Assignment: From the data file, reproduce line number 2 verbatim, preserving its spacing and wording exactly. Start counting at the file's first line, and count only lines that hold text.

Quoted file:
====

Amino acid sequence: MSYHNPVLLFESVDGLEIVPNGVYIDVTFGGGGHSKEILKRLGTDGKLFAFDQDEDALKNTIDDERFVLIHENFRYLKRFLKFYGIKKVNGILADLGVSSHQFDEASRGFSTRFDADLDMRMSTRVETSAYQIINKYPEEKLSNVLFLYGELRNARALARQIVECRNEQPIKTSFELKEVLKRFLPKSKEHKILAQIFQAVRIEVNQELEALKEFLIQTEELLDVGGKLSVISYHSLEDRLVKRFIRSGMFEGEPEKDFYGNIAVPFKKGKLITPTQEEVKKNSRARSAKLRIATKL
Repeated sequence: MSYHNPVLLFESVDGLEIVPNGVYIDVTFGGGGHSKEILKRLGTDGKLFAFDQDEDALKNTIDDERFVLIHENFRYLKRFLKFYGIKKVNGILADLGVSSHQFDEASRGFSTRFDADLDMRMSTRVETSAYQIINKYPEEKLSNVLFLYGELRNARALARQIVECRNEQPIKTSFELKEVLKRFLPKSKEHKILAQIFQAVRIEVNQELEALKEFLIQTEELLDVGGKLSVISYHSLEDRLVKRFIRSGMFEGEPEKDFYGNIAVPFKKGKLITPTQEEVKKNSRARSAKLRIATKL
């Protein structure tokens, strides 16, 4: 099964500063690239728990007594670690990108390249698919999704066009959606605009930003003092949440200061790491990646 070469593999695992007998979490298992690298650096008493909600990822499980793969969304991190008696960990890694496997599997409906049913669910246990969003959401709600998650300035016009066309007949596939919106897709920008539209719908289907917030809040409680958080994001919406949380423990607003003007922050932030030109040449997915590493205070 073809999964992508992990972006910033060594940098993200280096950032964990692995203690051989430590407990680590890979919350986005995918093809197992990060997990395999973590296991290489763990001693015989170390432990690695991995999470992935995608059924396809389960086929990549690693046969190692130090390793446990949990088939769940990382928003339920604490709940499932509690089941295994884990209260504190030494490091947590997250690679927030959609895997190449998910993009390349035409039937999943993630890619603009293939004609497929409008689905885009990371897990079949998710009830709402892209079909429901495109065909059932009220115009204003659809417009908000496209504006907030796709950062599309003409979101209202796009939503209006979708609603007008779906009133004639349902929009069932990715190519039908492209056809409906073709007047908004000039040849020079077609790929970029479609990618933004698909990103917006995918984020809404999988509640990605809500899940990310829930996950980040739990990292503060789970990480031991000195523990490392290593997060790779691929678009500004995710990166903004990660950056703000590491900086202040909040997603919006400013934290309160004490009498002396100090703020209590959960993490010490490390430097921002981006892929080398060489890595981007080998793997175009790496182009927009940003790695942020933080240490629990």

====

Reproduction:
Repeated sequence: MSYHNPVLLFESVDGLEIVPNGVYIDVTFGGGGHSKEILKRLGTDGKLFAFDQDEDALKNTIDDERFVLIHENFRYLKRFLKFYGIKKVNGILADLGVSSHQFDEASRGFSTRFDADLDMRMSTRVETSAYQIINKYPEEKLSNVLFLYGELRNARALARQIVECRNEQPIKTSFELKEVLKRFLPKSKEHKILAQIFQAVRIEVNQELEALKEFLIQTEELLDVGGKLSVISYHSLEDRLVKRFIRSGMFEGEPEKDFYGNIAVPFKKGKLITPTQEEVKKNSRARSAKLRIATKL